This installment of Amazing Audiobook nominees feature stories of real life and the “not so afterlife” and are perfect for fans of hard-hitting realistic YA fiction, and more humorous stories.
The Hate U Give by Angie Thomas, narrated by Bahni Turpin
Audio published by: Harper Audio
Publication date: 2/28/17
The Hate U Give, titled after a Tupac Shakur song, reaches deep into an ongoing issue in American culture today; that of police violence against the African American community. Starr Carter is torn between two worlds. In one world, she’s the token black girl, smoothing out her personality and demeanor to fit in with the other students at her suburban prep school. In her other world, Starr faces a glaring reality that only comes from living in a drug- and gang-ridden community. But even with its problems, Garden Heights looks after itself, neighbors helping each other; and Starr’s father’s store provides a staple business in the community. One evening Kenya (Starr’s half-brother’s sister), convinces Starr to join her at a local party. During the party, Starr reunites with an old childhood friend, Khalil. Seeing Khalil brings forward some of the reasons the two grew apart; Starr’s attending a prep school in a different town and the death of their childhood friend, who was killed in a drive by shooting while swimming at the public pool. After witnessing the death of their friend, Starr has never been quite the same.
When a fight breaks out at the party, Khalil and Starr leave together, and Khalil offers to drive Starr home. On the way to her house, while talking and listening to Tupac on the radio, Khalil is pulled over. The police officer shoots Khalil, stating later that he felt threated by the teenager. Starr goes through the motions and starts to put her life back together. However, grief and anger creep in at unexpected moments, especially with her wealthy white school friends and boyfriend who know nothing about her first-hand experience with Khalil’s death. In the end Starr has a choice: she can stay silent about what really happened to Khalil, or she can stand against the violence committed by the police officer and defend her friend.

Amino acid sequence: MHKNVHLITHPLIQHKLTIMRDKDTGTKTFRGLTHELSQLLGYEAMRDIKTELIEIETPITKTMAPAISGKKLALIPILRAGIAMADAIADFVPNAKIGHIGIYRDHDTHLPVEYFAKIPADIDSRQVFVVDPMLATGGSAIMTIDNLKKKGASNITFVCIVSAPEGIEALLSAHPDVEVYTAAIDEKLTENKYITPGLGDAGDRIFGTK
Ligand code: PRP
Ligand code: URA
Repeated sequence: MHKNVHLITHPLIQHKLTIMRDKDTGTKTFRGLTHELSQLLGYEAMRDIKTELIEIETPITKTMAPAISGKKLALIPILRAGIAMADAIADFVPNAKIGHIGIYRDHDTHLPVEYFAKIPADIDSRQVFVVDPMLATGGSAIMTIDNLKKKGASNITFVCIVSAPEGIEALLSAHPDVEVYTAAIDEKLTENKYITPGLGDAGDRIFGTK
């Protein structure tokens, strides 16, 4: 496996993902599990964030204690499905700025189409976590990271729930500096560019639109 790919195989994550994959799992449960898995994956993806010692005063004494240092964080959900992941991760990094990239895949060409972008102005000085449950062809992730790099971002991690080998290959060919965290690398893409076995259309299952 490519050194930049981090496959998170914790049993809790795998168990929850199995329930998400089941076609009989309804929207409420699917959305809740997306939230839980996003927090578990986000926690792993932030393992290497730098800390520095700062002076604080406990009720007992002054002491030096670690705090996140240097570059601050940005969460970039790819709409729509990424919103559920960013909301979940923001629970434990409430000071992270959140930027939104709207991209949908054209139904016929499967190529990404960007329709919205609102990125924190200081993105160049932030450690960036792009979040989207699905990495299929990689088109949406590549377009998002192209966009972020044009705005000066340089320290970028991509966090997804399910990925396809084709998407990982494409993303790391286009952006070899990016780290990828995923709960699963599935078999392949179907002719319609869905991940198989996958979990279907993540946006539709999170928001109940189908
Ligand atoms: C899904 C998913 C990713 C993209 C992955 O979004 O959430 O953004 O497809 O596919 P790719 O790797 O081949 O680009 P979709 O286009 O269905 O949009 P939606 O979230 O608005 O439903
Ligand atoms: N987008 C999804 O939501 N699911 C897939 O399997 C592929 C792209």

In this audiobook, Bahni Turpin breathes life and truth into Starr Carter and her family members. The dialogue between the teenagers is spot on, narrated with attitude and personality, taking you effectively between the different worlds, the prep school Starr attends and Garden Heights where she resides. The tone is at times angry, at times grief-ridden and at times hopeful. This story blows you away with its power and relevance, ending with a list of names of American youth killed senselessly.
This book does depict an act of violence and may be more suited for older teens. Readers that enjoy this book may also like other socially conscience books such as American Street by Ibi Zoboi, All American Boys by Jason Reynolds and Brendan Kiely, and Darius and Twig by Walter Dean Myers.
— Erin Durrett
Goodbye Days by Jeff Zenter, narrated by Michael Crouch
Audiobook published by: Penguin Random House Audio Publishing Group
Publication Date: 3/7/17
Goodbye Days by Jeff Zentner tells the story of a teenage boy, Carver Briggs, who has to deal not only with the grief of losing his three best friends (Eli Bauer, Thurgood Marshall “Mars” Edwards and Blake Lloyd), but the legal ramifications and emotional distress of how a text message he sent may have resulted in their deaths. While waiting for his friends to pick him up at work, Carver texts Mars “Where are you guys? Text me back.” Carver knows Mars would be driving, but also would be the friend most likely to text back. After the accident, Mars is found to have an unsent message draft to Carver on his phone.